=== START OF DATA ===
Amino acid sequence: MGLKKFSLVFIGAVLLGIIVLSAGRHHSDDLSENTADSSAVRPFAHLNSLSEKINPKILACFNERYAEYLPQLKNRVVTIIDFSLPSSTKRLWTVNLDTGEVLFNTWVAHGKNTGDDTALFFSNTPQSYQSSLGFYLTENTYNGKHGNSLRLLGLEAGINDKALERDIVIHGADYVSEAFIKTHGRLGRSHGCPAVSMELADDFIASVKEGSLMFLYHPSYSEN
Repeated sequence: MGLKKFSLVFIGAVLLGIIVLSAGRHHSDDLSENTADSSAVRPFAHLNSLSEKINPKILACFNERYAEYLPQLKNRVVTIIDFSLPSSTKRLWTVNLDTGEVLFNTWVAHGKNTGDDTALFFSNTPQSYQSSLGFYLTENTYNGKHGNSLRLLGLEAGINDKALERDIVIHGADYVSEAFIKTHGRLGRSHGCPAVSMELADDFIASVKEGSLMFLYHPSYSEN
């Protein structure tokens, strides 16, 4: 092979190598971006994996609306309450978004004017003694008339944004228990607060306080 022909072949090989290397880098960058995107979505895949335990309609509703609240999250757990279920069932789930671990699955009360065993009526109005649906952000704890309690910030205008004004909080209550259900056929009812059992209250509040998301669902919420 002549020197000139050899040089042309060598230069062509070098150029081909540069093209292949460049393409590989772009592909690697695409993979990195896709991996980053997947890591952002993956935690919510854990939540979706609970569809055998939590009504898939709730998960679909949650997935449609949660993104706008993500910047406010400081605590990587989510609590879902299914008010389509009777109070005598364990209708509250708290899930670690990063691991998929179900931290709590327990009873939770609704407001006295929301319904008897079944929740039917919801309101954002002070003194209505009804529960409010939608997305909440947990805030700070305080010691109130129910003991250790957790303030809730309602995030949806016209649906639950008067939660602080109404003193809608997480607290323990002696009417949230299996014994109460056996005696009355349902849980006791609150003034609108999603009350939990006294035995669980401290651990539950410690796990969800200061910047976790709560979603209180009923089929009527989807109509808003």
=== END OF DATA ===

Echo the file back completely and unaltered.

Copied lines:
Amino acid sequence: MGLKKFSLVFIGAVLLGIIVLSAGRHHSDDLSENTADSSAVRPFAHLNSLSEKINPKILACFNERYAEYLPQLKNRVVTIIDFSLPSSTKRLWTVNLDTGEVLFNTWVAHGKNTGDDTALFFSNTPQSYQSSLGFYLTENTYNGKHGNSLRLLGLEAGINDKALERDIVIHGADYVSEAFIKTHGRLGRSHGCPAVSMELADDFIASVKEGSLMFLYHPSYSEN
Repeated sequence: MGLKKFSLVFIGAVLLGIIVLSAGRHHSDDLSENTADSSAVRPFAHLNSLSEKINPKILACFNERYAEYLPQLKNRVVTIIDFSLPSSTKRLWTVNLDTGEVLFNTWVAHGKNTGDDTALFFSNTPQSYQSSLGFYLTENTYNGKHGNSLRLLGLEAGINDKALERDIVIHGADYVSEAFIKTHGRLGRSHGCPAVSMELADDFIASVKEGSLMFLYHPSYSEN
């Protein structure tokens, strides 16, 4: 092979190598971006994996609306309450978004004017003694008339944004228990607060306080 022909072949090989290397880098960058995107979505895949335990309609509703609240999250757990279920069932789930671990699955009360065993009526109005649906952000704890309690910030205008004004909080209550259900056929009812059992209250509040998301669902919420 002549020197000139050899040089042309060598230069062509070098150029081909540069093209292949460049393409590989772009592909690697695409993979990195896709991996980053997947890591952002993956935690919510854990939540979706609970569809055998939590009504898939709730998960679909949650997935449609949660993104706008993500910047406010400081605590990587989510609590879902299914008010389509009777109070005598364990209708509250708290899930670690990063691991998929179900931290709590327990009873939770609704407001006295929301319904008897079944929740039917919801309101954002002070003194209505009804529960409010939608997305909440947990805030700070305080010691109130129910003991250790957790303030809730309602995030949806016209649906639950008067939660602080109404003193809608997480607290323990002696009417949230299996014994109460056996005696009355349902849980006791609150003034609108999603009350939990006294035995669980401290651990539950410690796990969800200061910047976790709560979603209180009923089929009527989807109509808003």